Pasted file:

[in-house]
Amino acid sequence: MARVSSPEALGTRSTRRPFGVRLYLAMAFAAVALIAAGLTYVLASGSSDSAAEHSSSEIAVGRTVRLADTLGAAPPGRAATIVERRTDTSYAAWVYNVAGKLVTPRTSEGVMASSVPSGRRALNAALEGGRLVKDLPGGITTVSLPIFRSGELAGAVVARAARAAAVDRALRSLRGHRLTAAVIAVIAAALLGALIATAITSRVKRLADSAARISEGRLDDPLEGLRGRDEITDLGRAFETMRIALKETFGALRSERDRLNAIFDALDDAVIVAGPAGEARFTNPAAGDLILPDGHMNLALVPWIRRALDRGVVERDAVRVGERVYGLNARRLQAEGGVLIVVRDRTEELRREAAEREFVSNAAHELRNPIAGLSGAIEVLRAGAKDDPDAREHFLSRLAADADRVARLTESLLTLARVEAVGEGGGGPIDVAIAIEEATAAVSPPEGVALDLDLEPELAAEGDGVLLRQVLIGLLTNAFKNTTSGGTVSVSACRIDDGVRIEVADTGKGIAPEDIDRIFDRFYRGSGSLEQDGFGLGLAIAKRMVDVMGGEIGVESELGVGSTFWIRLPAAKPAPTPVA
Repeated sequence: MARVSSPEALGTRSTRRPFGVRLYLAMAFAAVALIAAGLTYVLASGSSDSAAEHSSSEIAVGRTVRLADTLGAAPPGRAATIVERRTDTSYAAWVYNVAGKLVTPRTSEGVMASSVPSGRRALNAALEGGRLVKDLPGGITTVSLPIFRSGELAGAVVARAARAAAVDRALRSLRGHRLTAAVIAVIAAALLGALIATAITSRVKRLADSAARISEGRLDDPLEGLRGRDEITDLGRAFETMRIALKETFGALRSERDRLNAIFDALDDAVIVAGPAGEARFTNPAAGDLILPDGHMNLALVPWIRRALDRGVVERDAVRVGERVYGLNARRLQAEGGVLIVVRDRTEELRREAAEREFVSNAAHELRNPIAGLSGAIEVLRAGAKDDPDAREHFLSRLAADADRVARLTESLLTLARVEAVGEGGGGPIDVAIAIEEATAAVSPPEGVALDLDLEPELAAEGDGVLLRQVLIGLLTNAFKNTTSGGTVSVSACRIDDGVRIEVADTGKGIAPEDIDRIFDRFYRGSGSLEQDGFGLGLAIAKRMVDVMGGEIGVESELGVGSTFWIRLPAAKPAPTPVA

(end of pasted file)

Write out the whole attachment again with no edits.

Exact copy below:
[in-house]
Amino acid sequence: MARVSSPEALGTRSTRRPFGVRLYLAMAFAAVALIAAGLTYVLASGSSDSAAEHSSSEIAVGRTVRLADTLGAAPPGRAATIVERRTDTSYAAWVYNVAGKLVTPRTSEGVMASSVPSGRRALNAALEGGRLVKDLPGGITTVSLPIFRSGELAGAVVARAARAAAVDRALRSLRGHRLTAAVIAVIAAALLGALIATAITSRVKRLADSAARISEGRLDDPLEGLRGRDEITDLGRAFETMRIALKETFGALRSERDRLNAIFDALDDAVIVAGPAGEARFTNPAAGDLILPDGHMNLALVPWIRRALDRGVVERDAVRVGERVYGLNARRLQAEGGVLIVVRDRTEELRREAAEREFVSNAAHELRNPIAGLSGAIEVLRAGAKDDPDAREHFLSRLAADADRVARLTESLLTLARVEAVGEGGGGPIDVAIAIEEATAAVSPPEGVALDLDLEPELAAEGDGVLLRQVLIGLLTNAFKNTTSGGTVSVSACRIDDGVRIEVADTGKGIAPEDIDRIFDRFYRGSGSLEQDGFGLGLAIAKRMVDVMGGEIGVESELGVGSTFWIRLPAAKPAPTPVA
Repeated sequence: MARVSSPEALGTRSTRRPFGVRLYLAMAFAAVALIAAGLTYVLASGSSDSAAEHSSSEIAVGRTVRLADTLGAAPPGRAATIVERRTDTSYAAWVYNVAGKLVTPRTSEGVMASSVPSGRRALNAALEGGRLVKDLPGGITTVSLPIFRSGELAGAVVARAARAAAVDRALRSLRGHRLTAAVIAVIAAALLGALIATAITSRVKRLADSAARISEGRLDDPLEGLRGRDEITDLGRAFETMRIALKETFGALRSERDRLNAIFDALDDAVIVAGPAGEARFTNPAAGDLILPDGHMNLALVPWIRRALDRGVVERDAVRVGERVYGLNARRLQAEGGVLIVVRDRTEELRREAAEREFVSNAAHELRNPIAGLSGAIEVLRAGAKDDPDAREHFLSRLAADADRVARLTESLLTLARVEAVGEGGGGPIDVAIAIEEATAAVSPPEGVALDLDLEPELAAEGDGVLLRQVLIGLLTNAFKNTTSGGTVSVSACRIDDGVRIEVADTGKGIAPEDIDRIFDRFYRGSGSLEQDGFGLGLAIAKRMVDVMGGEIGVESELGVGSTFWIRLPAAKPAPTPVA